Only one Senegalese won a medal in the history of the Olympics - Amadou Dia Ba, runner-up in the men's 400m hurdles at Seoul 1988.
Some 32 years later, his time still remains in the top 10 fastest for the event.
This is his story.
"In 1984, I was already an Olympics finalist - I came in fifth.
I was a rookie and I made some mistakes that I could have avoided.
So with my coach, we set to work to grab the medal.
In 1984, I had missed out.
So before the 1988 Olympics, my mind was set - the time, we aim for a medal.
At every Olympics, in every event, you always have a top five or top 10 who are realistically targeting a medal.
In 1988, I was among them.
During the four years between the 1984 and 1988 Olympics, I faced the same runners in each event: Ed Moses, Andre Phillips and the Germans, Harald Schmid and Edgar Itt.
So we all knew each other.
The day before the final, I was drawn in Lane 5.
I said to my coach that with that lane I would grab a medal.
We decided that I would be cautious during my race.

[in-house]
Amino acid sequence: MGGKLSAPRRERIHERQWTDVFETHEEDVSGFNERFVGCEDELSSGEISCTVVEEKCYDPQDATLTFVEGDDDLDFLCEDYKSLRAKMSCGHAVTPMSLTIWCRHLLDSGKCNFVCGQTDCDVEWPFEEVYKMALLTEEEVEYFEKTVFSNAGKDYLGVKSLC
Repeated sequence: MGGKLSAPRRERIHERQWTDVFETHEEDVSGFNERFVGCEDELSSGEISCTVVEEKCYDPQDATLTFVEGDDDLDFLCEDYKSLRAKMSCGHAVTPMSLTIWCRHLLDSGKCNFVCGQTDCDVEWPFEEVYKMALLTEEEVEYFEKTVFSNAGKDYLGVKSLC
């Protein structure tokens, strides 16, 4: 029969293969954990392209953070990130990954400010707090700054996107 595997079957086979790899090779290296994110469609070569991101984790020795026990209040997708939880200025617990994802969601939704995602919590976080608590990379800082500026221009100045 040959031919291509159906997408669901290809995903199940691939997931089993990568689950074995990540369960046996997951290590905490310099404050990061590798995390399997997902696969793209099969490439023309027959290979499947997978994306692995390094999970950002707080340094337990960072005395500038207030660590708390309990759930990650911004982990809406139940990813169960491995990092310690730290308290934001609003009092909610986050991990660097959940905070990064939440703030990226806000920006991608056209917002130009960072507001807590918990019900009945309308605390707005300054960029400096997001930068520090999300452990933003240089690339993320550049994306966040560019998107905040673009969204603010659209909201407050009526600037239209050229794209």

Everyone has his own strategy.
This race is so technical that you can't just "give it a try.
" It's hit or miss.
I wanted to use my usual strategy with 13 steps between hurdles until the eighth hurdle, but my coach decided to switch after the sixth hurdle and to finish with 14 steps.
This way, I would be faster.
It was strategic.
But it cost me speed to begin with.
I was third before the last hurdle, but I knew I could finish faster because this is my strength.
Moses and Phillips knew that if we were together until the last hurdle, it could go badly for them.
That's why they usually tried to be ahead before.
This time, Edwin Moses finished way behind.
I was behind Phillips in second, but he wasn't far ahead of me.
He won by only 0.
04 of a second.
Being a medallist I was happy.
Phillips, the best man in our race, won.
Two or three races after the Olympics, I beat him bad though! It had been his day but it was also mine in a way.
If you achieve an Olympic podium, you earn the right to celebrate whether you are first, second or third.
The medal was like the pinnacle.
It was what we all aimed for going to the Olympics.
After the race, my thoughts were going toward my performance, my country, my family.
We were like a golden generation.
At the time we raced, Moses was the best in the world, but you also had Phillips, Schmid, me, and Kevin Young - who went on to set the world record at the 1992 Olympics, a record that still stands.
But after that race I had an Achilles injury and I could not get back to 100%.
I never managed to train again at full capacity.
This is why I stopped right after the 1992 Olympics in Barcelona.